Hội An was designated a UNESCO World Heritage site in 1999. Hội An is a preserved South-East Asian trading port town and when walking the streets you feel like you are walking back in time. Because of this status as a World Heritage site, tourism has exploded, making this quiet little town a busy place. The town was influenced by many cultures during its peak trading, when Dutch, Chinese, Japanese, Portuguese and Indians settled here. We had a fun few days relaxing and exploring.
How We Got There & Around
We took the train from Ho Chi Minh City to Da Nang on an overnight train. The sleeper car has four beds. Our train was scheduled to leave at 7:20PM and by the time we boarded the train at 7:10, one of our roommates was already passed out. The train was a bit shaky, and was uncomfortable at times due to the AC going in and out. The next morning, the train stopped and we bought coffee and bread from a vendor – who overcharged Steve. Steve went back to the woman and demanded money back. Mind you – this is at 6AM, with little sleep. I was incoherent as to what was even going on. And through this, our roommate slept through it all. In fact, he woke up at noon, which meant he slept for more than 15 hours! Lucky man.
We arrived in Da Nang just after 12:30PM and made our way to find lunch. There wasn’t a lot open near the train, so we ended up at a Pizza Hut (which was the fanciest Pizza Hut we have been to). We had read about a bus that goes to Hội An, so we waited at the stop. We hadn’t seen the bus at all while eating, and thought that was odd considering it was meant to come every 30 minutes. A taxi driver stopped and told us what the sign said – the service has been suspended. We had to take his word for it. He offered to drive us for what we had read was the going rate. It was nice to have AC on the 45 minute ride to Hội An to our hotel.
Throughout our time in Hội An, we walked and rented bicycles. Bicycles are common by locals and tourists and once you get over the fear of a scooter running into you, it’s really not that bad.
Where We Stayed
We stayed at Hội An Greenfield Villas. The room was lovely and so was the service. One thing that was a bit funny for us was the complimentary cocktail hour. We went on our first night, and the bar was closed. We went on our second night, and asked what the free cocktail was, the bartender didn’t know and looked around for the sign and turned it around – “Grape and Vodka”. Grape juice? Grapefruit juice? Grape soda? We really don’t know and never will – we opted to skip our free drink. Through our pleasant stay, only one thing really ruined the magic – rats. We saw rats in the lobby and outside the hotel. I am starting to think maybe rats are just really common in Vietnam?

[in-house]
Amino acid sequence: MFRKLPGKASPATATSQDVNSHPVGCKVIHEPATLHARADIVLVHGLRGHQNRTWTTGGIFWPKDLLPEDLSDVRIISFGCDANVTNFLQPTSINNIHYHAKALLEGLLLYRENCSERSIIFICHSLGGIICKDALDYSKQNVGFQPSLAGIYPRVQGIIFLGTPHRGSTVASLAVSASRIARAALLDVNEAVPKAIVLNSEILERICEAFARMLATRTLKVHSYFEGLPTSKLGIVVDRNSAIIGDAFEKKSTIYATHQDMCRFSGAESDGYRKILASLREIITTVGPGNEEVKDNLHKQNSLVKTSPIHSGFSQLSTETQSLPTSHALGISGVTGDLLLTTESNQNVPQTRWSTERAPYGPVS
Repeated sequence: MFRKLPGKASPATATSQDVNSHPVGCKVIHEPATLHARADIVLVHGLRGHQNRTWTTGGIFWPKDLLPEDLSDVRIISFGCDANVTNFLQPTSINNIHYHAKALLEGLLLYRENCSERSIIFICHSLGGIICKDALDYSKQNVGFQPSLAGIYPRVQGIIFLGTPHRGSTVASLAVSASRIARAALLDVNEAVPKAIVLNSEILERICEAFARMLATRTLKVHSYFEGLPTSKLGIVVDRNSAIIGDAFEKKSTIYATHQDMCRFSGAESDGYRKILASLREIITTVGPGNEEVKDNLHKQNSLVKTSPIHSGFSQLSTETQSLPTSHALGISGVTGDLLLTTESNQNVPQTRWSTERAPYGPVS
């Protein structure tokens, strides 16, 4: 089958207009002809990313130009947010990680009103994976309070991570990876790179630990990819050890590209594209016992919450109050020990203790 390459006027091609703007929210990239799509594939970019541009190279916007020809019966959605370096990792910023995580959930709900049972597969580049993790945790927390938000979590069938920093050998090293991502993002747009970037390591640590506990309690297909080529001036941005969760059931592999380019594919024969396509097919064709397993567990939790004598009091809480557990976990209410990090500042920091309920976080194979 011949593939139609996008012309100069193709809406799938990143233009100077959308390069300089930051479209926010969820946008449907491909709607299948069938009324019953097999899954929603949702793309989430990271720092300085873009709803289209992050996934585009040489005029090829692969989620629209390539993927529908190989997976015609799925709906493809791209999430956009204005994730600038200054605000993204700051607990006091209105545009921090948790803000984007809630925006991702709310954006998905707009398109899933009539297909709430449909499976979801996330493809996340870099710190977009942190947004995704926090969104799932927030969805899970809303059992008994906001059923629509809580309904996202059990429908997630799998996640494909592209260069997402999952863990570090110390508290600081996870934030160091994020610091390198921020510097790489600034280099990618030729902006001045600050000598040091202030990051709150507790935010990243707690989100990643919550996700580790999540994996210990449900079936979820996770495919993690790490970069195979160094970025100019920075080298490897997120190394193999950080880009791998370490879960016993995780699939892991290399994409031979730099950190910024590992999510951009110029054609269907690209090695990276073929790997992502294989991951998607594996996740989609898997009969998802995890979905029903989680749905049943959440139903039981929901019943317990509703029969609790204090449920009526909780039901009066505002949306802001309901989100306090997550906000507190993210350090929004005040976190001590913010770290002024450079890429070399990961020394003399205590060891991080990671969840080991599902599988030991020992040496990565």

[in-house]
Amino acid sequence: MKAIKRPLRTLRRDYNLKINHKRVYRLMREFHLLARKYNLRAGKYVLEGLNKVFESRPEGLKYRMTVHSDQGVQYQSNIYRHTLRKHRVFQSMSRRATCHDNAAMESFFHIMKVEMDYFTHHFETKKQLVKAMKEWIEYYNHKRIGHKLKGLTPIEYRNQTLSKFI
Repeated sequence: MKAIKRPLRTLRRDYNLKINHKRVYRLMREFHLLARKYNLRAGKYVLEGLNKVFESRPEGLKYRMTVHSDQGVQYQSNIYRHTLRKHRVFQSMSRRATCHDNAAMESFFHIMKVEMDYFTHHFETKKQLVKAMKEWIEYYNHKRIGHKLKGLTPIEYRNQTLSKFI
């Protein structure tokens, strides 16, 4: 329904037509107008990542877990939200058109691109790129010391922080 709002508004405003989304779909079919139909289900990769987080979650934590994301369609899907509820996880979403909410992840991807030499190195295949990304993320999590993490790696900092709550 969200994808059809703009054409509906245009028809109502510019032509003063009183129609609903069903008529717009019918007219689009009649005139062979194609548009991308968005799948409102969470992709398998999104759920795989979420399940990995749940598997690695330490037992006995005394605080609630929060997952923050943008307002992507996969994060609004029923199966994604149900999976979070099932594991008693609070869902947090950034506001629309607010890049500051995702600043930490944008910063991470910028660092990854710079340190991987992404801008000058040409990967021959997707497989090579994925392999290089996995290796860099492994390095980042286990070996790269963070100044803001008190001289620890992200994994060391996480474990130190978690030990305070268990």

Our Favorite Eats
We loved all the food we ate, but Steve made sure to try one of their specials:
Cao lầu – similar to other noodle dishes like Udon noodles, but made with “special water” and different noodles.
The last few nights we spent at Café Havana, which had great food – but even better drink specials. Beer for $0.35 USD. We learned that the bartenders there are backpackers, so each month might be different.
What We Did
I will tell you upfront – we did not go to the beach. I know many will be disappointed, but we decided to skip it for various reasons – it was a 5KM bike ride away, many people told us it was really dirty and we were really addicted to the pool. There – we did not visit a Vietnam beach, but it doesn’t mean we won’t someday. Besides, we ended up making friends with a fabulous French couple, who truly inspires us to never stop traveling! Thank you Henrik & Sandrine for the great advice and good times by the pool. You would be happy to know that we also spent a morning watching the San Jose Sharks game with a bunch of Canadians, it was the game where we won big, so that was sweet. And yes… we did actually go sightseeing in the ancient town:
Japanese Covered Bridge – The town was originally separated and this bridge separated the Japanese settlement. The bridge was built by the Japanese and is the only covered bridge in the world with a Buddhist temple attached. We didn’t cross it, because we needed a ticket, but it was easy to enjoy the bridge from the outside.
Old House Tán Ky – We bought a ticket that allowed us into 5 attractions, and this was one we chose. The home is over two centuries old and demonstrates the blend of Chinese and Japanese architecture. Our tour lasted about 5 minutes long and in the end she was trying to sell us necklaces, which was too bad, because I would’ve liked to enjoy looking at the house more.
Quan Công Temple – This temple was built in 1653 and is a Confucius temple.
Quan Âm Pagoda – The Pagoda is attached to the Quan Công Temple and seems to be in need of renovation work.
Quang Triêu Assembly Hall – Built in 1885 by the Chinese, this place served as a community center for Chinese fishermen and traders. Steve and I loved the beauty of this building and the adjacent gardens.
Minh Huong Communal House – Similar to an assembly hall, this was a place for the Minh Huong community to gather. Built in the mid 1600’s, it has been restored a number of times.
Dinh Cam Pho Communal House – When trying to find some information online, I found conflicting info – temple versus a communal house. Either way, this building, like the ones I have mentioned, served a community purpose for prayer and gathering.
Trung Hoa Assembly Hall – This assembly hall was built in 1745 to serve traders of five different Chinese countries.
Phuoc Kien Assembly Hall – Originally built as a pagoda to Buddha, but renovated in 1759 to use as an assembly hall.